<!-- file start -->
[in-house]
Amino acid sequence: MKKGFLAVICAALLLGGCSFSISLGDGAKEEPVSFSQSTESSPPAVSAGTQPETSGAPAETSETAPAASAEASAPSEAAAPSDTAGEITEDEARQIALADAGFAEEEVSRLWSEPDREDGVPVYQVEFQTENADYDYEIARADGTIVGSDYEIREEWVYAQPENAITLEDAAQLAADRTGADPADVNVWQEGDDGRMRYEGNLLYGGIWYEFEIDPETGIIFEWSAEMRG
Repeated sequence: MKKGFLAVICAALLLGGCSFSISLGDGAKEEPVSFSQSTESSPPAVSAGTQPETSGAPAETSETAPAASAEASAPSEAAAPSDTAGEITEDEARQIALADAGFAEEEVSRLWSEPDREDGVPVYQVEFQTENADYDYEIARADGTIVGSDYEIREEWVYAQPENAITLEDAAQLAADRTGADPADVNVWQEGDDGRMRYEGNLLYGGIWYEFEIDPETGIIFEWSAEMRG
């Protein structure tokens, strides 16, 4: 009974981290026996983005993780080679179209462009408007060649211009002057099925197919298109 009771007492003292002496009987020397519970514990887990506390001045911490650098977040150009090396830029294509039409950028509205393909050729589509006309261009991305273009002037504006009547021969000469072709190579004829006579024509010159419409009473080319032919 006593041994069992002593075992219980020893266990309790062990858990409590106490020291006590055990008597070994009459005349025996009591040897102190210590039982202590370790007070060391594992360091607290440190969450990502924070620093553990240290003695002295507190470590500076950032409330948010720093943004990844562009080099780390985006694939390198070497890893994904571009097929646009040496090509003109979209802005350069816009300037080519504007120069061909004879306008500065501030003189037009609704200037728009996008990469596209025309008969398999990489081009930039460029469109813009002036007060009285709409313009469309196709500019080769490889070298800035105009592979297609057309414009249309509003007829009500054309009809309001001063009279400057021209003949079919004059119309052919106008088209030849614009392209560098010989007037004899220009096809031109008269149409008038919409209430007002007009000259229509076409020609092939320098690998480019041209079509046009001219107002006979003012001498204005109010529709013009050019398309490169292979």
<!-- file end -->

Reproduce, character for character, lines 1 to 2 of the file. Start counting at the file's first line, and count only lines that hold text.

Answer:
[in-house]
Amino acid sequence: MKKGFLAVICAALLLGGCSFSISLGDGAKEEPVSFSQSTESSPPAVSAGTQPETSGAPAETSETAPAASAEASAPSEAAAPSDTAGEITEDEARQIALADAGFAEEEVSRLWSEPDREDGVPVYQVEFQTENADYDYEIARADGTIVGSDYEIREEWVYAQPENAITLEDAAQLAADRTGADPADVNVWQEGDDGRMRYEGNLLYGGIWYEFEIDPETGIIFEWSAEMRG